Offensive Line Leads Charge

Again and again during his postgame press conference, Aaron Rodgers pointed to his offensive line as a primary reason why the Packers won at Tampa Bay on Sunday. It's just the latest strong game by Green Bay's front wall. (Kim Klement/USA TODAY)

Aaron Rodgers might be the league’s 2014 MVP, but he left little doubt about who was the MVP of the Green Bay Packers’ 20-3 victory at Tampa Bay.

Time and again, Rodgers pointed to the offensive line as the driving force in Sunday’s playoff-clinching victory.

Was his movement impacted by a calf injury sustained on the second possession of the game?

“The line did good job blocking so I didn’t really have to move a whole lot to get out of the pocket,” Rodgers said.

How about Randall Cobb and Jordy Nelson combining for 20 receptions for 244 yards?

“They made some great catches, some good routes. But it starts up front,” Rodgers said. “It starts with the protection. The protection was great. Guys did a great job giving me some time and I was able to sit back there and not have to move around a whole lot and throw the ball on time.”

Eddie Lacy’s power and speed on his 44-yard touchdown run?

“Well, I’ve got to give the line credit on that,” Rodgers said. “They blocked well. Eddie broke a tackle there right at the line of scrimmage but we’d actually talked about running that play the last couple days and how they were going to block it. They were going to make an adjustment to the way they usually block that stretch play.”

What about the last touchdown drive?

“The line did a good job of giving us some time and we made some plays,” Rodgers said.

And how about the offense going into a NFC North winner-takes-all matchup against Detroit and its league-leading defense next week?

“The greatest jump that we’ve seen from early in the season is the offensive line play,” Rodgers said. “It’s been so consistent. They’ve been healthy and it’s been the same group since Week 3. Because of that, there’s a great continuity with those guys and they’re blocking their butts off.”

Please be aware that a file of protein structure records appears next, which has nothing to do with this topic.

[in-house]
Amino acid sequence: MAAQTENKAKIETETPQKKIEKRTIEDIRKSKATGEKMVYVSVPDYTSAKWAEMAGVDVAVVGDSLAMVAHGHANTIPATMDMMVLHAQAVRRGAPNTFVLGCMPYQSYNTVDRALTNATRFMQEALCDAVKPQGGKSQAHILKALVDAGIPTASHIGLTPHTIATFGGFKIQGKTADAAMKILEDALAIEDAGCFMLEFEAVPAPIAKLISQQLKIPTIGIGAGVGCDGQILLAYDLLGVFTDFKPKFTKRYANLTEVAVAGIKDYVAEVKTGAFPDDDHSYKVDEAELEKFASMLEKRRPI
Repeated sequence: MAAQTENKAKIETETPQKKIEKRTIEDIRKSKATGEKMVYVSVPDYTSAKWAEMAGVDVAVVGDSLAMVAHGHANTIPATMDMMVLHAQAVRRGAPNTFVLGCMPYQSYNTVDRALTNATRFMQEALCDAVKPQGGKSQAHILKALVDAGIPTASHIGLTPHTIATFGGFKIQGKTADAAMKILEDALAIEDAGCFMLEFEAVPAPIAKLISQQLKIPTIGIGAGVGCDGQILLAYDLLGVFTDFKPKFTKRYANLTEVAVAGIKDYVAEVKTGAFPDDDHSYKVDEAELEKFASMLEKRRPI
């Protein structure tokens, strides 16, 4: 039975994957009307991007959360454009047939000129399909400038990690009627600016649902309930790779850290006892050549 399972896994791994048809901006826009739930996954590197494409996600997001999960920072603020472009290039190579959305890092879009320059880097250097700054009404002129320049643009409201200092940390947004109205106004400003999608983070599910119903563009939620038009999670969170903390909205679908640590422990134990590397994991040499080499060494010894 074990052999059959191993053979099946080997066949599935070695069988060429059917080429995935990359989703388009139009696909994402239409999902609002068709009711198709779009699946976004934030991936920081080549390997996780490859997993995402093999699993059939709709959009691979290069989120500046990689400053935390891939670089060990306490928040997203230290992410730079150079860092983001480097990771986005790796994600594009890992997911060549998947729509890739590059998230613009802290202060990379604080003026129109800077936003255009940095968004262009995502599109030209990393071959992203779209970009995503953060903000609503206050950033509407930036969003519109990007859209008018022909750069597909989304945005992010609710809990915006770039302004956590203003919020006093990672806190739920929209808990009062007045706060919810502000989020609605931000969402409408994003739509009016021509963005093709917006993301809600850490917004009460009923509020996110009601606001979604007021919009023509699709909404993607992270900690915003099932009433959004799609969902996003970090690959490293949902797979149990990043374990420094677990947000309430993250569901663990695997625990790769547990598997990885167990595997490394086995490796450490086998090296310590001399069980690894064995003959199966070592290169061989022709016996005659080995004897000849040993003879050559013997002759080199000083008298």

The line deserves the credit and praise for its steady growth into a powerhouse unit. Heading into Sunday’s game, the Packers had averaged 144.0 rushing yards per game and 5.02 yards per carry since the bye. Those figures ranked sixth and second, respectively, since Week 10, according to STATS. That productivity stood in stark contrast to the start of the season. Through the first four games, Green Bay was averaging 73.0 rushing yards per game and 3.53 per carry.

On Sunday? The running game wasn’t dominant, with 28 carries for 124 yards before Matt Flynn took a knee on three consecutive plays to end the game. And it failed to get movement on third-and-1 on the opening series and second- and third-and-goal from the 1 in the third quarter. However, it was good enough against an improving defense that ranked ninth in total yards since Week 8. Lacy rushed 17 times for 99 yards, an average of 5.8 per carry, and fullback John Kuhn had a pair of 11-yard runs.

Despite limited mobility as he battled flu and a calf strain, Rodgers was sacked once, a sack-strip on the second series of the game, and hit just one more time the rest of the game, based on the official play-by-play. He’s been sacked only eight times in the last seven games.

The line faces one of its biggest tests of the season in next week’s division-championship game against Detroit, with the winner earning the No. 2 seed in the NFC and a first-round bye. The Lions held the Packers to seven points in Week 3, and they entered this week ranked first in points against and second in total yards — including first in rushing yards and rushing yards per attempt.

Plenty will be on the line — literally and figuratively.

“That’s definitely going to be a playoff game,” guard T.J. Lang said. “Who doesn’t want to play at home, especially the way we’re playing at home? And I know they would love to have a playoff game at their field, too. So, it’s going to be a big game. It’s going to be a good battle. Obviously, we want to do what we have to do to get a game or two in the playoffs at Lambeau, and it all starts with the Lions, getting a win there.”

Bill Huber is publisher of Packer Report magazine and and has written for Packer Report since 1997. E-mail him at, or leave him a question in Packer Report’s subscribers-only Packers Pro Club forum. Find Bill on Twitter at

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